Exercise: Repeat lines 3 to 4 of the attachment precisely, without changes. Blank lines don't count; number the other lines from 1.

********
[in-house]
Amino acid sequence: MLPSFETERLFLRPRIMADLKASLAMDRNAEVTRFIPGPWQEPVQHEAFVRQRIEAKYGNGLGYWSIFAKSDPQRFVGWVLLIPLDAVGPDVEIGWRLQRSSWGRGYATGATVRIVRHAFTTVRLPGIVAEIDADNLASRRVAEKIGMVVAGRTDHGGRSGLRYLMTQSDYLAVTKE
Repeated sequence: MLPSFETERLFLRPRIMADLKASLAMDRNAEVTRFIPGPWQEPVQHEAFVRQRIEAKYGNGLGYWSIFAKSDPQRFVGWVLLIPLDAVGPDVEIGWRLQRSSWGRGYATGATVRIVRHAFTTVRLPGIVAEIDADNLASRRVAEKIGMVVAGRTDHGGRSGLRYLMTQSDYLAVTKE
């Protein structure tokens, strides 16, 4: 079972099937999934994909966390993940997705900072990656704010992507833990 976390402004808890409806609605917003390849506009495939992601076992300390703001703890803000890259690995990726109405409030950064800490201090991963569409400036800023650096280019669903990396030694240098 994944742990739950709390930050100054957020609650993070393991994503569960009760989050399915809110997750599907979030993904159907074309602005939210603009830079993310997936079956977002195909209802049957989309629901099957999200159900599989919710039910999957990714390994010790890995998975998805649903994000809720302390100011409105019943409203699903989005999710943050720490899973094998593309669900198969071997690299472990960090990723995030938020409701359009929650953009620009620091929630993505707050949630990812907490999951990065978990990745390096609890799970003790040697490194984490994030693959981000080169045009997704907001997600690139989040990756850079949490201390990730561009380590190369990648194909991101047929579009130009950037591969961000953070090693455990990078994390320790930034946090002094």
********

Repeated sequence: MLPSFETERLFLRPRIMADLKASLAMDRNAEVTRFIPGPWQEPVQHEAFVRQRIEAKYGNGLGYWSIFAKSDPQRFVGWVLLIPLDAVGPDVEIGWRLQRSSWGRGYATGATVRIVRHAFTTVRLPGIVAEIDADNLASRRVAEKIGMVVAGRTDHGGRSGLRYLMTQSDYLAVTKE
């Protein structure tokens, strides 16, 4: 079972099937999934994909966390993940997705900072990656704010992507833990 976390402004808890409806609605917003390849506009495939992601076992300390703001703890803000890259690995990726109405409030950064800490201090991963569409400036800023650096280019669903990396030694240098 994944742990739950709390930050100054957020609650993070393991994503569960009760989050399915809110997750599907979030993904159907074309602005939210603009830079993310997936079956977002195909209802049957989309629901099957999200159900599989919710039910999957990714390994010790890995998975998805649903994000809720302390100011409105019943409203699903989005999710943050720490899973094998593309669900198969071997690299472990960090990723995030938020409701359009929650953009620009620091929630993505707050949630990812907490999951990065978990990745390096609890799970003790040697490194984490994030693959981000080169045009997704907001997600690139989040990756850079949490201390990730561009380590190369990648194909991101047929579009130009950037591969961000953070090693455990990078994390320790930034946090002094």